The idea of financial repression presented to me as a graduate student didn’t resonate then, but it does now as I view it and its side effects. It sometimes takes a while for ideas to sink in, and because history is repeating, I get to watch it live the second time — or the third, or however many times it’s been around. What needs to be understood is that financial repression is the unintended consequence of government efforts to suck private capital resources at favorable terms into the financing of government debt. It could just as well be called economic repression because that is what results.

While the general objective for a debt-stressed government is to induce or coerce the buying of its debt, it also needs the buying to take place at a cost the government can afford — not just zero, but even below zero. This occurs when the real interest rate (the nominal rate paid less the inflation rate) is held in negative territory. The cost becomes negative in real terms when a positive inflation rate depreciates the bond’s real value to a greater extent than interest is paid to the holder of the debt.

To pull this off requires a cooperative central bank to create the negative real rates. It’s been quite amazing how the “independent” central banks — made independent to provide checks and balances to prevent reckless government spending sprees — have been co-opted to play an essential role in financial repression. They do so by providing a negative real interest rate for governments by both targeting simultaneously both near-zero nominal rates of interest on government debt and a positive inflation rate.

Given this perspective it should be little surprise that the Fed has recently extended its near-zero nominal interest rate forecast (target) through 2014 and talk of another round of QE is alive both here and in Europe on top of all the others that have occurred in the last three years. While this cheapens government finance at the expense of the holders of the government debt, it also provides disincentives to save and accumulate capital for private uses, hence our near-zero saving rate.

A government’s central bank is its first line of defense in maintaining its ability to pay entitlements. The second line of defense consists of the banks and financial institutions that are coerced to hold greater proportions of government debt in the name of rising liquidity and capital requirements — but with almost zero nominal rates earned on this sizable asset class, they pay virtually nothing for deposits. Hence the banking system and financial institutions in general are also offering negative interest rates on deposits and are in a state of shrinkage, allocating smaller and smaller proportions of their portfolios to the private sector.

We the people will be the third line of defense as the government crams its debt down the throat of the unsuspecting and the unwilling. This generally takes the form of voluntary programs for debt purchases, as the WWII-era poster above suggests. Later this will be accomplished through a mandatory program, with mandatory purchases in the form of swapping “risky” private assets in an IRA for “secure government debt” to finance a private retirement.  This has just occurred in Hungry and Poland, and that discussion has been launched in the U.S. and is contained in the Annual Report of the White House Task Force on the Middle Class (p. 27).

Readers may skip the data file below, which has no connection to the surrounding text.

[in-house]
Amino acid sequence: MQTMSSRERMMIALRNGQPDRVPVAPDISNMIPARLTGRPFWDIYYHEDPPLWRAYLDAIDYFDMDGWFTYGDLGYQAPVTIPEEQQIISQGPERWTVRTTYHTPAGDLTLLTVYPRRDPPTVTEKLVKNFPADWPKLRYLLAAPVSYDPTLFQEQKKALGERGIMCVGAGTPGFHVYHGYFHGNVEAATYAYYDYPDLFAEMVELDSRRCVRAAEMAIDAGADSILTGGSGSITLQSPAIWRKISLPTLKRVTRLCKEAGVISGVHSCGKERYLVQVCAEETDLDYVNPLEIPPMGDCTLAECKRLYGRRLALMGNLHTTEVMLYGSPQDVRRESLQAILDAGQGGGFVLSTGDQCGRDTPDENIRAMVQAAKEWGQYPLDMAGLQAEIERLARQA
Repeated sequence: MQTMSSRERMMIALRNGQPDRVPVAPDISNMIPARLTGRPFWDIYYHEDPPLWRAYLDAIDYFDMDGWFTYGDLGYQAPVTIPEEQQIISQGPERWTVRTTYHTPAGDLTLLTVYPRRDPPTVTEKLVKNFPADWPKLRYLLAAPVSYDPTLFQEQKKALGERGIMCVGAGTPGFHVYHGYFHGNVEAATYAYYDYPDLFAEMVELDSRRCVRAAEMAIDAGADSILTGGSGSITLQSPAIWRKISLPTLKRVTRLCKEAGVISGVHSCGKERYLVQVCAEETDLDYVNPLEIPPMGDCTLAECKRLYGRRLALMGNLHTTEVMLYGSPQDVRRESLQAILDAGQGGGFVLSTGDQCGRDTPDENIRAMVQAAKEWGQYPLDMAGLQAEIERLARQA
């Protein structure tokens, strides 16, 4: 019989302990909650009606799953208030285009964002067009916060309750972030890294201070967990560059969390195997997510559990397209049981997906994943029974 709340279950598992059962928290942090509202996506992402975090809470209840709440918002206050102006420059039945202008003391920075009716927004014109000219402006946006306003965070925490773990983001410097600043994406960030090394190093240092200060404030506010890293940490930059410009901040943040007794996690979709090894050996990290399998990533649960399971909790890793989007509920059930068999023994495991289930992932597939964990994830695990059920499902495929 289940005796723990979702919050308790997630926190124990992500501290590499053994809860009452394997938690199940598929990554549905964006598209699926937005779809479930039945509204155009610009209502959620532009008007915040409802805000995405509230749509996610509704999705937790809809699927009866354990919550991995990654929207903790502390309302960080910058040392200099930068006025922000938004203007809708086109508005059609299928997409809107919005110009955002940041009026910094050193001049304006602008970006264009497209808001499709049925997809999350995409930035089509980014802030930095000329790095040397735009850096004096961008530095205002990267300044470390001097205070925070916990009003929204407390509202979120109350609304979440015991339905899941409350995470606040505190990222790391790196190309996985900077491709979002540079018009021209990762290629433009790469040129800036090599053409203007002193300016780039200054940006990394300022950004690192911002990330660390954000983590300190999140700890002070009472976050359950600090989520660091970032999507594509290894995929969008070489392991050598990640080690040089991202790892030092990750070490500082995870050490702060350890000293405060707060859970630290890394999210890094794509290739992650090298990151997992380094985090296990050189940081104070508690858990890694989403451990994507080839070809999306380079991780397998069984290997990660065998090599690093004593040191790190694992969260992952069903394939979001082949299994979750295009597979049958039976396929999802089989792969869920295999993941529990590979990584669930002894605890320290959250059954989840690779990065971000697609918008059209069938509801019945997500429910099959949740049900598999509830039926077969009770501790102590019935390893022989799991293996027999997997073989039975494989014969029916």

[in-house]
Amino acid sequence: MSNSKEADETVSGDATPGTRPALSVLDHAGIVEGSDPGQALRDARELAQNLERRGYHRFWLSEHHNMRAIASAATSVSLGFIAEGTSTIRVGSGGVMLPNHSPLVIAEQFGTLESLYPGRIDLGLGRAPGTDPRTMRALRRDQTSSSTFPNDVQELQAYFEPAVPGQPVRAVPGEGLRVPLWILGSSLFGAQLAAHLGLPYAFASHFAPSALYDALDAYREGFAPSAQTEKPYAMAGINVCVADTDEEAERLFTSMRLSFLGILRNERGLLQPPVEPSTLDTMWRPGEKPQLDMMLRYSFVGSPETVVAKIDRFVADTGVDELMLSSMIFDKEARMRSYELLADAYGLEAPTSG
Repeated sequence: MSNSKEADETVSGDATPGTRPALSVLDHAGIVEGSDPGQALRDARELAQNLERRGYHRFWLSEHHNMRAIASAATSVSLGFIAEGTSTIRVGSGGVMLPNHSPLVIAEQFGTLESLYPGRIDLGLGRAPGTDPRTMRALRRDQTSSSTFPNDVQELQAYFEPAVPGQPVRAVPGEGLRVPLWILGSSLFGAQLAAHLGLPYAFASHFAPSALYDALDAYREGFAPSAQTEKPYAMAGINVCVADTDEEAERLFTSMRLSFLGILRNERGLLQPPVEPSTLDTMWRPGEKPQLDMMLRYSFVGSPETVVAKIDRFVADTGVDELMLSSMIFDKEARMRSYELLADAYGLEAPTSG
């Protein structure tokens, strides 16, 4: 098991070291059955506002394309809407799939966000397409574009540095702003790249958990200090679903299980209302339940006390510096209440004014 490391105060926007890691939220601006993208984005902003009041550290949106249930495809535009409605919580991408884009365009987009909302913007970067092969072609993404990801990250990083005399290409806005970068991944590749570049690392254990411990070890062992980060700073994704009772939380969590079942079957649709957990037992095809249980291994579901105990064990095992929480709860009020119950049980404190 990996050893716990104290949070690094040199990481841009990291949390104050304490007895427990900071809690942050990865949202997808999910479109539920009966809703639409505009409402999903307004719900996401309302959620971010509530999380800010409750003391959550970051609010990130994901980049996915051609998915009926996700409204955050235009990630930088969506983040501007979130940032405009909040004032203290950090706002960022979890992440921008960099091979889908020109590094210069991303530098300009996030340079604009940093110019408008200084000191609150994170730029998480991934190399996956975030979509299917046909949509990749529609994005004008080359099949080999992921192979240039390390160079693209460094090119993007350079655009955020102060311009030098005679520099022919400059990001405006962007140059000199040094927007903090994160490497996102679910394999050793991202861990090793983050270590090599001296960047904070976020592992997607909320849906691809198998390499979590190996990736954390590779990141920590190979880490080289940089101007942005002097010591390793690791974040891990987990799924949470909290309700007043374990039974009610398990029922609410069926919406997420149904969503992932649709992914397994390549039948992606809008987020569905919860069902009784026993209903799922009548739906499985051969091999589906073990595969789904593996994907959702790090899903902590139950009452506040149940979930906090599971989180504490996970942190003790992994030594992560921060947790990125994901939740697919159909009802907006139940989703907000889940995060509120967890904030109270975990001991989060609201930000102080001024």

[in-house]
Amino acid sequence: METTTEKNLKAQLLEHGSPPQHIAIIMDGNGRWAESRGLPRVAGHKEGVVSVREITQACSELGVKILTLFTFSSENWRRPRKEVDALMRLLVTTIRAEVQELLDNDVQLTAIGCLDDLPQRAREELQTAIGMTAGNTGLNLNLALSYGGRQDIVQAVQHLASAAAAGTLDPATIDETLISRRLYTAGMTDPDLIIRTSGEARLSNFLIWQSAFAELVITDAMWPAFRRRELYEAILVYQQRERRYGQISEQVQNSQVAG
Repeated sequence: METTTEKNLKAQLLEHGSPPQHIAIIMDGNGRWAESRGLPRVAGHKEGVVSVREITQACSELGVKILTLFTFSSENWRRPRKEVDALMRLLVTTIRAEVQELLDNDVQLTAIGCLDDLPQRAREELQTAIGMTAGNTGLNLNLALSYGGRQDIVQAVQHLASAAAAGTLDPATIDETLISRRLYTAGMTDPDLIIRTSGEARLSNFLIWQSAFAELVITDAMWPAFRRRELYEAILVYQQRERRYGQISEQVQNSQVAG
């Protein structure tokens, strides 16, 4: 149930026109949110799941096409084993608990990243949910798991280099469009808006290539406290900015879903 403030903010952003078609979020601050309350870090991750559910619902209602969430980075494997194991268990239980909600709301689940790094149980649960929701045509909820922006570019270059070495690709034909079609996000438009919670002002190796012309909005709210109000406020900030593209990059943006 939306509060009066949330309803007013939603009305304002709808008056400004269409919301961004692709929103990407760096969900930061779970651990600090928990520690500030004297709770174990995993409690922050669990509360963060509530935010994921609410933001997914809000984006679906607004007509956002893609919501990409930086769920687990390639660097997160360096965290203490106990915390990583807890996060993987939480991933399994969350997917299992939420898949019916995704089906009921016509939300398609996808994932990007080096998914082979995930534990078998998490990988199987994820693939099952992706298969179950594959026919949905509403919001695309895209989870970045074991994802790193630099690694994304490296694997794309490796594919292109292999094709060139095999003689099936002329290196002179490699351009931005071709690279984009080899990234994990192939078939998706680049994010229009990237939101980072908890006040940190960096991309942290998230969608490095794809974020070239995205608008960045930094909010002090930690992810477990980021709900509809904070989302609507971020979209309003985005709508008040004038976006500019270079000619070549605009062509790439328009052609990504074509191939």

But what do depressing government bond yields do to non-government financial prices? As discussed in my previous post Liquidity and Asset Bubbles: How Long Will the Dam Hold, the lowest interest rates in U.S. history promote a carry trade that finances the purchase of higher quality debt and higher quality dividend-paying equities that investors hope will survive a sovereign meltdown. By extending the time period of its zero interest rate policy out to three years, the Fed reduces the funding risk of the carry trade and ramps it up further.

There is substantial financial buying power to be spread out: the Fed and the ECB’s liquidity transfusions of operation twist, on top of swap financed lending to euro banks, on top of LTRO, on top of another LTRO in the works, and ad hoc ECB direct sovereign purchases, and now with just plain old out-and-out QE3 rumored to be on its way. Furthermore, QEs are also in operation with the BofE and the BofJ and other central banks concerned that capital flight to their currency will undercut their terms of trade. Hence, there is global impetus for central bank buying and money issuance in large numbers as depicted in the accompanying figure.

The equity price run up the last few months is fun while it lasts, but ultimately and fundamentally, if the government interest rate anchor for the financial markets is reduced to a rate that does not reflect its risk, and if further price distortions are introduced into the pricing of equity so that P/Es become transparently unsupportable by fundamentals (if anyone remembers what that is anymore), then expect to see investors seek to place their capital elsewhere.

If the government then attempts to head that off with capital outflow restrictions and more mandatory funneling of capital to the government’s cause, then we are into a full-fledged financial and economic repression. Europe is certainly much closer to that than the U.S., but if there is a buyers strike of government debt here (China has removed itself from accumulating Treasuries), it will eventually repress the economy here as well. We will be no different than the LDCs that self-inflicted decades of pain, as explained by professors Shaw and McKinnon, and history will indeed have repeated.